But things change as I said…both the culture (it’s in the pits) and hotels, coffee makers, ballparks and houses where I lived…it is something that not only is the old Nicollet park gone, its replacement is gone too, Met Stadium was built to house the Minnesota Twins…but it is gone too…in fact the replacement of that park, the Metrodome is now history too…in its place is the new Twins ball park near the Target Center…and in the Metrodome site is now the new Viking stadium…things change…

And all the homes that I grew up in are gone…the first one I remember is 515 Meadow house 515 Meadow LaneLane, in Golden Valley, Minnesota…it was the house we rented after Dad returned from WWII in the Navy…my first memories were there…we went there a few years ago and got this picture and when we went back some time later it was an empty lot…I had lots of good memories there…I remember my Mom doing laundry on the back porch, listening and singing to WCCO…playing in the swamp behind the house…it was a tiny house…but the only one I knew…I really didn’t know it was tiny…well, hey…I was tiny…the next house I lived in was what we called “the basement house”…it was a basement that was to become a full house but never happened…it was next door to my Grandparents, my Mom’s folks…small lot, small basement, but it was all I knew…the only time it became an issue was when I realized the kids I went to school with had Elmquist shed, BB hoop, cottonwood trees in snowhuge houses, some with swimming pools in their backyard, one with a pool in the basement…but you know, it was home…no running water, well, we had a pipe underground from Grandparents, so we had cold water, heated water on the stove…no bathroom…though we used my Grandparents often but we had an outhouse…the sink in the kitchen ran into a pail under the sink…and emptied it behind the shed, with the img019basketball hoop, what time we used to have with neighbor kids playing basketball even in the dead of winter…shoveled off the court and played until we couldn’t feel our hands anymore…that basement house has been gone for decades by now…replaced by high rise business towers…we lived there until I left when Judie and I got married…you may feel sorry for me…but you know I had great growing up years…I loved all the memories I had from those years…built rafts in the swamp behind our house…played all the games kids played…skied, sledding, adventures of all kinds…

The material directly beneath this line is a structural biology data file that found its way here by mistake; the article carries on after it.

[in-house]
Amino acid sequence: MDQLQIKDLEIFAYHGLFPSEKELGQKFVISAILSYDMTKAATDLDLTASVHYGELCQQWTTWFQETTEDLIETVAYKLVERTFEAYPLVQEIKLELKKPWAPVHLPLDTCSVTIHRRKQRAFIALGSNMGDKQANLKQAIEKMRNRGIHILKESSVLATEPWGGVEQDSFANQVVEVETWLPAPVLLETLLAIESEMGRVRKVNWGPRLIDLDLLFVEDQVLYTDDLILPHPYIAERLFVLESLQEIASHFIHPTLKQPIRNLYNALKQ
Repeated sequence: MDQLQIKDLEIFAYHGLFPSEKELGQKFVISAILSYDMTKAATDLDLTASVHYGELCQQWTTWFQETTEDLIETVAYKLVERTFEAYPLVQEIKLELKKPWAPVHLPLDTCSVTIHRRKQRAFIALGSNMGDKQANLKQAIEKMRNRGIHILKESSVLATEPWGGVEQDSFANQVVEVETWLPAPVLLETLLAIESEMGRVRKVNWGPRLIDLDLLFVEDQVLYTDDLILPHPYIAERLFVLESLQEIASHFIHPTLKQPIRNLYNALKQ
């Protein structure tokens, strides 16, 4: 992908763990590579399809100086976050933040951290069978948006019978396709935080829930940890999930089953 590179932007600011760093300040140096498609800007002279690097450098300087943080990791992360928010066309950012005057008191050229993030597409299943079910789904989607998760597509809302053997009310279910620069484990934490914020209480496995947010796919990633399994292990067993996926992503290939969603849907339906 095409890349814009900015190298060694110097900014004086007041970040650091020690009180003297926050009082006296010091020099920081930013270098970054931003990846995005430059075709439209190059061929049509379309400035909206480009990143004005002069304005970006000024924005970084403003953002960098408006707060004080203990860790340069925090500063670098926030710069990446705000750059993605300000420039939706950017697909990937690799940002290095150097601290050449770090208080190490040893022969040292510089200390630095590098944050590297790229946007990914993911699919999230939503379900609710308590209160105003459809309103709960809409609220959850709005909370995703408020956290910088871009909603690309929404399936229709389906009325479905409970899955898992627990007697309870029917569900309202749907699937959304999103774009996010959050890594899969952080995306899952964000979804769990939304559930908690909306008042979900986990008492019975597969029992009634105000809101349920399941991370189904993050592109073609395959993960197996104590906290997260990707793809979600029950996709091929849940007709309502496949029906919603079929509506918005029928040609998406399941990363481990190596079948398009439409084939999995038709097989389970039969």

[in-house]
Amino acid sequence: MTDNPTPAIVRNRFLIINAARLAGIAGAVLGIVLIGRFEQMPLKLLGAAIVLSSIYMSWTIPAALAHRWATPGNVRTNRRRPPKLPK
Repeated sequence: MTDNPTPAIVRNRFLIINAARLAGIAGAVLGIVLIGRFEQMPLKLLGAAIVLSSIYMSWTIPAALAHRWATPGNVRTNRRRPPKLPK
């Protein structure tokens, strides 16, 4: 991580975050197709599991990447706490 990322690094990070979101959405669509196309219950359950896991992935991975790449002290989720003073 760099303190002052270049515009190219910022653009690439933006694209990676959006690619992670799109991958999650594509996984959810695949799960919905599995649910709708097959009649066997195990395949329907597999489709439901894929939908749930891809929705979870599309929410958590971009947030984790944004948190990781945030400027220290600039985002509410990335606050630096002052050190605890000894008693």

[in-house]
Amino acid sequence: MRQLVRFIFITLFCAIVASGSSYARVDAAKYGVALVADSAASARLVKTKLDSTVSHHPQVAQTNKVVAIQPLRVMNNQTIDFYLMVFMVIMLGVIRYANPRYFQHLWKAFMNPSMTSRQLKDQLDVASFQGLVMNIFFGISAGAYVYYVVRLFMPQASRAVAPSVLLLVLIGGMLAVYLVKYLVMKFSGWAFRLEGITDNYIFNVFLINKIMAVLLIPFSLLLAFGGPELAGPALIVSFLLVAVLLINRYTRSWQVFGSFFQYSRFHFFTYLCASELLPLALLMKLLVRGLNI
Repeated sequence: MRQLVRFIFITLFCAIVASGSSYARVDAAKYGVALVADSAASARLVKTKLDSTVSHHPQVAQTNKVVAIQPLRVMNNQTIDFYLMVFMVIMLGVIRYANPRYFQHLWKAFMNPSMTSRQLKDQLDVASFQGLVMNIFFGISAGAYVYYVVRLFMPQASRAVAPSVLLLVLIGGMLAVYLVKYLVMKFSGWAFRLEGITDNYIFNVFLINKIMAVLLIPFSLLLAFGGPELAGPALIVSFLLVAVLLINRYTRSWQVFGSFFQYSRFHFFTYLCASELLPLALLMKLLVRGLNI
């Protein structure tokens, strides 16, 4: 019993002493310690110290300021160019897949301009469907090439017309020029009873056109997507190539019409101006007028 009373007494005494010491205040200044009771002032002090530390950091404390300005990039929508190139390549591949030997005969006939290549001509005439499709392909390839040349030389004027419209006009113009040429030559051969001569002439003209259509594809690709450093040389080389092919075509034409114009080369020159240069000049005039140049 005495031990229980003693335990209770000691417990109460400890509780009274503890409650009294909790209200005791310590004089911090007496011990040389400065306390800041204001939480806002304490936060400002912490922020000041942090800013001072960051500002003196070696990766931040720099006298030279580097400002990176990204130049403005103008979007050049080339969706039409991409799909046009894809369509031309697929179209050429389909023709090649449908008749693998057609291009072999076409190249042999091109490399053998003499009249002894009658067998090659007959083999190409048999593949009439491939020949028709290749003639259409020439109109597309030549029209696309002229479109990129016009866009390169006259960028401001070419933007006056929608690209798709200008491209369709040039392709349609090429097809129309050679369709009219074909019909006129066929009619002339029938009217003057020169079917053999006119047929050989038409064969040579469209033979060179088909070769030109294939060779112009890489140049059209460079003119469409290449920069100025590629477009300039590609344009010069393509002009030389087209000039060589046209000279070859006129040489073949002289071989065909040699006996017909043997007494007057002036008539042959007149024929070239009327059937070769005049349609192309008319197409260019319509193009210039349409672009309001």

Even my Grandparent house is gone…in fact the whole neighborhood…my Mom was Reggin house burning 1979 1there when they burned down my Grandparents house…it was the house where she was raised…in fact Judie, I and the kids lived there for about 9 months and she and Dad lived there until she sold it..she watched it burn, got a picture, not very clear…she said she was crying so hard that she shook the camera…all this could be very sad I guess…but my life is made up of all these things…things no one else has in their memories…but on the other hand, everyone has a story…not just like my story, but a lot like it…things change, as I said…but I have rich memories and though life is hard, life is so good…

And if you really look hard at the picture of the basement house…and see my Mom reaching for the door, and if you really listen closely…she is asking you, “Got time for a cup of coffee?”…and you would say to that wonderful woman…why sure, why don’t we “Come on in and sit a spell”…and she would put the coffee pot on…Oh, wouldn’t that be wonderful…I would sit and watch it brew…

Somehow when I read something, really anything, my mind goes over the last 70 years or so…and comes up with a variety of experiences and memories…not all of them good, not all bad…just lots of them…last week I got my July/August issue of Minnesota Conservation Volunteer…it covers lots of topics, all having to do with Minnesota Minnesota Conservation Volunteerconservation and management of the state’s resources…includes hunting and fishing as well as recreational opportunities like hiking, biking and the like…and the sustainable use of natural resources…it’s a wonderful magazine and one I sit down almost immediately and read…great photographs and articles written by people committed to those same goals…

Of all the great articles, I really liked the one called “Cabin Talk”…a fun, informativeListening Point cabin Sigurd Olson article…and one that made me think a bit…the author was at a luncheon held by the Listening Point Foundation, “which honors the late writer and naturalist Sigurd Olson.”…they want to preserve his legacy…to educate others about wilderness…the name Listening Point is the name of his cabin on Burntside Lake in Northern Minnesota…where he wrote and lived…